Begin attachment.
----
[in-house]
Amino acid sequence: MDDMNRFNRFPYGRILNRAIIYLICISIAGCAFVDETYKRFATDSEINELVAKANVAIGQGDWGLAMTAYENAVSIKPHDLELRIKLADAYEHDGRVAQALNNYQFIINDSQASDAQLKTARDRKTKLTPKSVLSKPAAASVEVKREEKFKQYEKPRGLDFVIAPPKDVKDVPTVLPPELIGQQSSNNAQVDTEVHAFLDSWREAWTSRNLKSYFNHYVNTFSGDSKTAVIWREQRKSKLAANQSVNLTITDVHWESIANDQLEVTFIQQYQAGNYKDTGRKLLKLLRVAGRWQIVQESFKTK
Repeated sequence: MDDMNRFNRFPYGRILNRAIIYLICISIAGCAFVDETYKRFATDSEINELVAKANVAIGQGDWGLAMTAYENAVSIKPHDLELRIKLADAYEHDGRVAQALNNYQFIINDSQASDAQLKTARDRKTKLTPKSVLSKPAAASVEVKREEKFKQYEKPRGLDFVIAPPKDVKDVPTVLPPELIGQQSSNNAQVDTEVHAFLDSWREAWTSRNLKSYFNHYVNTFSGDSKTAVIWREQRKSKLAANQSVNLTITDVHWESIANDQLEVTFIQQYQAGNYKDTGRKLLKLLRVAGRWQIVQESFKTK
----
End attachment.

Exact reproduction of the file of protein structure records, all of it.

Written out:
[in-house]
Amino acid sequence: MDDMNRFNRFPYGRILNRAIIYLICISIAGCAFVDETYKRFATDSEINELVAKANVAIGQGDWGLAMTAYENAVSIKPHDLELRIKLADAYEHDGRVAQALNNYQFIINDSQASDAQLKTARDRKTKLTPKSVLSKPAAASVEVKREEKFKQYEKPRGLDFVIAPPKDVKDVPTVLPPELIGQQSSNNAQVDTEVHAFLDSWREAWTSRNLKSYFNHYVNTFSGDSKTAVIWREQRKSKLAANQSVNLTITDVHWESIANDQLEVTFIQQYQAGNYKDTGRKLLKLLRVAGRWQIVQESFKTK
Repeated sequence: MDDMNRFNRFPYGRILNRAIIYLICISIAGCAFVDETYKRFATDSEINELVAKANVAIGQGDWGLAMTAYENAVSIKPHDLELRIKLADAYEHDGRVAQALNNYQFIINDSQASDAQLKTARDRKTKLTPKSVLSKPAAASVEVKREEKFKQYEKPRGLDFVIAPPKDVKDVPTVLPPELIGQQSSNNAQVDTEVHAFLDSWREAWTSRNLKSYFNHYVNTFSGDSKTAVIWREQRKSKLAANQSVNLTITDVHWESIANDQLEVTFIQQYQAGNYKDTGRKLLKLLRVAGRWQIVQESFKTK